For years I picked up on the idea that Jesus came to give us more law—and sometimes an even stricter law. Here are some of the faulty interpretations I had:
The Law: you can use instruments to worship God.
Jesus: if you use instruments or approve of their use in worship, then you will go to Hell forever.
The Law: you can divorce your spouse if you aren’t taken care of with no penalty.
Jesus: even if your husband beats you and your children, you should have known what kind of man he was before you married; that’s on you. The only valid reason for divorce is for sexual immorality, and if you divorce and remarry for any other reason, you will burn in Hell forever.
The Law: women can be prophets, leaders of Israel, and judges.
Jesus: biblical womanhood is about not passing trays standing up, not exercising teaching gifts unless there are no males present, and never leading public prayers. If you do those things or approve of them, you’ll go to Hell forever.
How can we say that the fruit of the Spirit is joy and peace while denying the use of tools that bring joy and peace? How can we force a woman and her children to stay with a man who abuses them emotionally and physically (and then deny her the right to remarry)? How can we affirm the priesthood of all believers and deny half of the church the right to practice their office in a public way?
And then to think that anyone who disagrees with how we see these things is destined for outer darkness?
Apparently the chief command isn’t to love God and love neighbor; apparently it is to “rightly divide the word of truth” according to 200 years of Restoration Movement orthodoxy. Because you can love God and love neighbor everyday through self-sacrifice in the name of Jesus, but if you use a guitar in worship because you failed to “rightly divide,” then tough luck!
We say that the church is not the building, but the marks of a true Christian are first and foremost defined by what they do within an hour of worship inside that building and how they answer a few “key issues.” If our definition of a true Christian lined up with Jesus’s, we’d have a lot bigger family!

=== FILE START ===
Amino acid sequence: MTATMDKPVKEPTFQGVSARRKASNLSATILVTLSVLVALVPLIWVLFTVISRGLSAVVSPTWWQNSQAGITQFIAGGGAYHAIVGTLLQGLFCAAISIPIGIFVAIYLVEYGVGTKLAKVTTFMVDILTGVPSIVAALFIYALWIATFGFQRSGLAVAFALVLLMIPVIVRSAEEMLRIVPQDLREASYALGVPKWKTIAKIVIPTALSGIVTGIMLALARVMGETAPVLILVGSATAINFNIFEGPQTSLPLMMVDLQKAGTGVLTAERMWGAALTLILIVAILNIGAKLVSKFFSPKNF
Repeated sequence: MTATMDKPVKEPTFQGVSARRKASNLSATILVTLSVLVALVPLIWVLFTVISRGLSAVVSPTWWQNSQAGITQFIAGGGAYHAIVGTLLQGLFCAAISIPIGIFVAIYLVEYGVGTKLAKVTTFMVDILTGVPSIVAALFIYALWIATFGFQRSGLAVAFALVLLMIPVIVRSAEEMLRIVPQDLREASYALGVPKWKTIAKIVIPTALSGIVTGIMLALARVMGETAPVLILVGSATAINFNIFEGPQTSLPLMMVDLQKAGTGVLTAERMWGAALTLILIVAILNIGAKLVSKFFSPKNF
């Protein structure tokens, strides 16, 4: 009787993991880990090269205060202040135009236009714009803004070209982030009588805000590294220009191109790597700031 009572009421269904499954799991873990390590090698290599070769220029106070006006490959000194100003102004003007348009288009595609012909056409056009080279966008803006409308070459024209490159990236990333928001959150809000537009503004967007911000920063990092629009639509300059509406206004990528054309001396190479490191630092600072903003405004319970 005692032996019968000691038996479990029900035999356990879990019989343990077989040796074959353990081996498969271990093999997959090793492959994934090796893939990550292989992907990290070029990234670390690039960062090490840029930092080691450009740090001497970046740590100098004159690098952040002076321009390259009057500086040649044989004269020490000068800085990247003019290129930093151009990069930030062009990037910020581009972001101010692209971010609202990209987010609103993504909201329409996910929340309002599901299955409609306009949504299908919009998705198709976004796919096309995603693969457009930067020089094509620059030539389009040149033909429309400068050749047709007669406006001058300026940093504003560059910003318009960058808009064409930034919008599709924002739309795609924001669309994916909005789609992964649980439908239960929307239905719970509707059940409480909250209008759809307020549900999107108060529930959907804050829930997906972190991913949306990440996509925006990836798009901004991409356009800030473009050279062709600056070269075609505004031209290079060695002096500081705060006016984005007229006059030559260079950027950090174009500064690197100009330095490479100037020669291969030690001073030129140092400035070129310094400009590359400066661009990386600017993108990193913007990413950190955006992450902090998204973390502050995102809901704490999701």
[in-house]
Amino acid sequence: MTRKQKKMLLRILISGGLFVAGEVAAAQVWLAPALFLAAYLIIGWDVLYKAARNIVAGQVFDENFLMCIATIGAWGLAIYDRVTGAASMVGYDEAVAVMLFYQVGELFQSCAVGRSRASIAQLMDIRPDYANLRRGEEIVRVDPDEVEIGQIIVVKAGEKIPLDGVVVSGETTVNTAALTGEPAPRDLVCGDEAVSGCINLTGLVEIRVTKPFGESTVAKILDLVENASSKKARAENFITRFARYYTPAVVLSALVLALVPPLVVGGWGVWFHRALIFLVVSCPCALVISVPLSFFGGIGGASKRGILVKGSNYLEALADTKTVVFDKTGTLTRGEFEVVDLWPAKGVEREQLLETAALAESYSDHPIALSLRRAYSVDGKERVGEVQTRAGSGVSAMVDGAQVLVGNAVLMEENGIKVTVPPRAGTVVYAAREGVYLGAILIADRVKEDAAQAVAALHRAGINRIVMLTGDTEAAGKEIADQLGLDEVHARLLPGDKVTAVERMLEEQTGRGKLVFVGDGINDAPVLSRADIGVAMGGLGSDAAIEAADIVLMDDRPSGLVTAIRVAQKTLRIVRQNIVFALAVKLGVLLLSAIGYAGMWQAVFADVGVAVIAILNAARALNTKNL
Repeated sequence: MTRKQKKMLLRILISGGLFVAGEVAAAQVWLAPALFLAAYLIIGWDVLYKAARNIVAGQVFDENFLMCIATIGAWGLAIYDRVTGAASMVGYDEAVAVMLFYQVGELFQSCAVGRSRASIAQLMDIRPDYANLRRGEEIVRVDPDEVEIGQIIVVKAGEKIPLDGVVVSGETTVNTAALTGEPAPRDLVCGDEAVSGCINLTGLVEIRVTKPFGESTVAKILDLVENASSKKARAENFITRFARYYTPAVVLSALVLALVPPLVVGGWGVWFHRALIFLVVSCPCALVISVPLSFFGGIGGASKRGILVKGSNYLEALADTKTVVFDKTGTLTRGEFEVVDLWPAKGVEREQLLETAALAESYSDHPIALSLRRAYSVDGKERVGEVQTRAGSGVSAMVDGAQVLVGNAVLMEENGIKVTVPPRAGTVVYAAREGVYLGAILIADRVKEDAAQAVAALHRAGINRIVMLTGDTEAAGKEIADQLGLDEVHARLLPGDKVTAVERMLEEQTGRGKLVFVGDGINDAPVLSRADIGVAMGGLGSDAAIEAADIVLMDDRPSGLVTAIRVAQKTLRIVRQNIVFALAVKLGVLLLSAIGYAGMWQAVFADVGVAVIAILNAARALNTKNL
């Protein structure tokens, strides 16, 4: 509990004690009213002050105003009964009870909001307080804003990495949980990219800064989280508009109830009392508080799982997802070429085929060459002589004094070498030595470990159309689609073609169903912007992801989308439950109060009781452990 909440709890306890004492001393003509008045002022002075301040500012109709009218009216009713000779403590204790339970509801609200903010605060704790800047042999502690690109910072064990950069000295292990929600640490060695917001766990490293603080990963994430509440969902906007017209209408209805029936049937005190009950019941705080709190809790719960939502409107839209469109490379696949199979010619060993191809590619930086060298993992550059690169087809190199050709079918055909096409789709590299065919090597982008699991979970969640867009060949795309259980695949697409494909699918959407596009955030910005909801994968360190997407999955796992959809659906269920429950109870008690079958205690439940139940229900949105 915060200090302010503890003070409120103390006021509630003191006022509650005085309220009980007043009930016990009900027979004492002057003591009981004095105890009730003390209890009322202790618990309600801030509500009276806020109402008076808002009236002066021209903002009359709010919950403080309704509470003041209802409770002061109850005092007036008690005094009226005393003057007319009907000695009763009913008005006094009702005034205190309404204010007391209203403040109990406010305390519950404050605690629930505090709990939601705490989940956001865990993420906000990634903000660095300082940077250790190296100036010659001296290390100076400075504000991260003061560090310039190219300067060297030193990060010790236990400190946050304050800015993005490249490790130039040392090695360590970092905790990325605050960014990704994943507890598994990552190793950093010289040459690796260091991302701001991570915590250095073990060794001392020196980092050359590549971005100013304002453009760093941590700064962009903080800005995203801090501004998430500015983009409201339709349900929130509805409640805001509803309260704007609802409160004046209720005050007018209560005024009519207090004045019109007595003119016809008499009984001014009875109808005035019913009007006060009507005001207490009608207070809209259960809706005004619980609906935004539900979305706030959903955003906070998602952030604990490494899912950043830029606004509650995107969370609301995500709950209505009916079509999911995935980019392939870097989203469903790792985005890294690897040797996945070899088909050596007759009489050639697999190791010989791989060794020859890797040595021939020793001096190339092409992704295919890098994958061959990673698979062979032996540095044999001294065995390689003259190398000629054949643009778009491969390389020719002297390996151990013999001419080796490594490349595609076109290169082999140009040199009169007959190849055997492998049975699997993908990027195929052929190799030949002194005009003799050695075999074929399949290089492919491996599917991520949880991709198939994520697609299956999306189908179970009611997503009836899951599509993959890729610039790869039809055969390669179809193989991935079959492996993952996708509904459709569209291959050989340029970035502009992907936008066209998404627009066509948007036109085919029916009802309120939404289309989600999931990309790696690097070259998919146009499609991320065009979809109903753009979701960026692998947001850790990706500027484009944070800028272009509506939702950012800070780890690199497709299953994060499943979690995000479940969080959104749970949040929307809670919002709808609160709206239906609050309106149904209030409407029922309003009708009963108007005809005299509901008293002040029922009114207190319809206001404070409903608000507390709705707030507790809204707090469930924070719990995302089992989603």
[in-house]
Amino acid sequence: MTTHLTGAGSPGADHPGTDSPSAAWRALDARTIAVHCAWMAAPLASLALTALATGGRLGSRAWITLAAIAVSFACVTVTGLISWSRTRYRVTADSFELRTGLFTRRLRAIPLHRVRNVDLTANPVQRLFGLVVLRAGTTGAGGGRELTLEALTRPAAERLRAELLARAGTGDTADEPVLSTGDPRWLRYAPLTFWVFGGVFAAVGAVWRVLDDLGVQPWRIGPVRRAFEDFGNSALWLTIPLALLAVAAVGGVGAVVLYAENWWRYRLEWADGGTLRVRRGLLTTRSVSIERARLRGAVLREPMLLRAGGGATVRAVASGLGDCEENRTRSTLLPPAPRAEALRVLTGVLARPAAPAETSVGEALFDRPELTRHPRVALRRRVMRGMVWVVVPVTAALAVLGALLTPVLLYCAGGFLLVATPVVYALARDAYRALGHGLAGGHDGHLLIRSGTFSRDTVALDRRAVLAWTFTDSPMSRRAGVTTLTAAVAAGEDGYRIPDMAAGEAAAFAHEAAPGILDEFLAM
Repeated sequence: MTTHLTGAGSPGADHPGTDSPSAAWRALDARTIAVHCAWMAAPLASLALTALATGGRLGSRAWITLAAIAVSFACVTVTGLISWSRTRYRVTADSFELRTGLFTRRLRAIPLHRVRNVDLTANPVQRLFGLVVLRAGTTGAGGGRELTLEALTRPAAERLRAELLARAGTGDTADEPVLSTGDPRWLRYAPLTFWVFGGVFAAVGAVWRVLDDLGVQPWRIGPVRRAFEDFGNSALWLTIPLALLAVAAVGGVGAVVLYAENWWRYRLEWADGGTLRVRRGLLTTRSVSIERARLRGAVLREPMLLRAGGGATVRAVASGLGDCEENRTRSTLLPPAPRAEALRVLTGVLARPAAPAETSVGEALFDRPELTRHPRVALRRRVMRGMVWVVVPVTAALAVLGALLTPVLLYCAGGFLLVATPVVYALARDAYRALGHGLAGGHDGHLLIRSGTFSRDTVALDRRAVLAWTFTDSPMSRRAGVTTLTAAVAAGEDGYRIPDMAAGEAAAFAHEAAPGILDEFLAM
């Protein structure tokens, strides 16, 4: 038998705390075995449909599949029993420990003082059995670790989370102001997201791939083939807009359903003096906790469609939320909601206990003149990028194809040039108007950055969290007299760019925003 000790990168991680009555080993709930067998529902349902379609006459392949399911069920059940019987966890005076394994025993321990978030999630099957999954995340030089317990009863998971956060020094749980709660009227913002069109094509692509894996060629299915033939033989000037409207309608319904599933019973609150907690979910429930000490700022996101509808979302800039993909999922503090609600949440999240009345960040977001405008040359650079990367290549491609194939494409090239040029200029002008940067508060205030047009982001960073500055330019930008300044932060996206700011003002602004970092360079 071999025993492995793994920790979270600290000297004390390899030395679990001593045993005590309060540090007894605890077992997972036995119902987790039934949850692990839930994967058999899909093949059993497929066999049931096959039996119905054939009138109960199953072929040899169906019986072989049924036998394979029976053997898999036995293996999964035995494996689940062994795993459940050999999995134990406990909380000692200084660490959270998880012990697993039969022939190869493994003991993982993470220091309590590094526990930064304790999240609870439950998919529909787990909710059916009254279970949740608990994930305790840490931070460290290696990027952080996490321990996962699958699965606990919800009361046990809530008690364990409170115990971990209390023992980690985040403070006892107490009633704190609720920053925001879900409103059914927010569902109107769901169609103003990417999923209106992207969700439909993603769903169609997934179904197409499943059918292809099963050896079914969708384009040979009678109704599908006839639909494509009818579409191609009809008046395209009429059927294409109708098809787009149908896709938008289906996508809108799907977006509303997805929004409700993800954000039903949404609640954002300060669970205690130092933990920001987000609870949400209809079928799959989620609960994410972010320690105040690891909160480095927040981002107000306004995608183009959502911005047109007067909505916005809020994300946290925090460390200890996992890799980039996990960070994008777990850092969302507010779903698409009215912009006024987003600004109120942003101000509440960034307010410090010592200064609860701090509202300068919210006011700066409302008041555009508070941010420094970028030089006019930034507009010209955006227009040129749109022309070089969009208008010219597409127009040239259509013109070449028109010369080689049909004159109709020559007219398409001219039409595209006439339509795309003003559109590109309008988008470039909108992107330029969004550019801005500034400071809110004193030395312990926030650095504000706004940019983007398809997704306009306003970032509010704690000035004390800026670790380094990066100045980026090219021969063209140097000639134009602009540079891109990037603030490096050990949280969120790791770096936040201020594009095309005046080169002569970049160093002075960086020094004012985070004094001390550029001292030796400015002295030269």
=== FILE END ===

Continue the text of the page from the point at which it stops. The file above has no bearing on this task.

Entrance into the kingdom of heaven in Matthew 7 and Matthew 25 was not based upon one’s ability to uphold the correct traditions and teach the correct position on key issues; entrance was predicated upon bearing fruit by loving one’s neighbor, feeding the hungry, clothing the naked, and serving those in need.
Show me a person who does that, and I will show you a person I will happily worship alongside. It doesn’t matter what form of worship they prefer. It doesn’t matter what their rocky past looks like. It doesn’t matter how often or in what ways they take the Lord’s Supper. What matters is the fruit they produce in the life they live for Jesus.
That’s my brothers, my sisters, and my mothers.
Jesus didn’t come to give us lists of laws and a pattern of worship. He came to give us “grace upon grace” through the truth of the gospel.
“From his fullness we have all received, grace upon grace., The law indeed was given through Moses; grace and truth came through Jesus Christ. No one has ever seen God. It is the only Son, himself God, who is close to the Father’s heart, who has made him known” (John 1:16–18).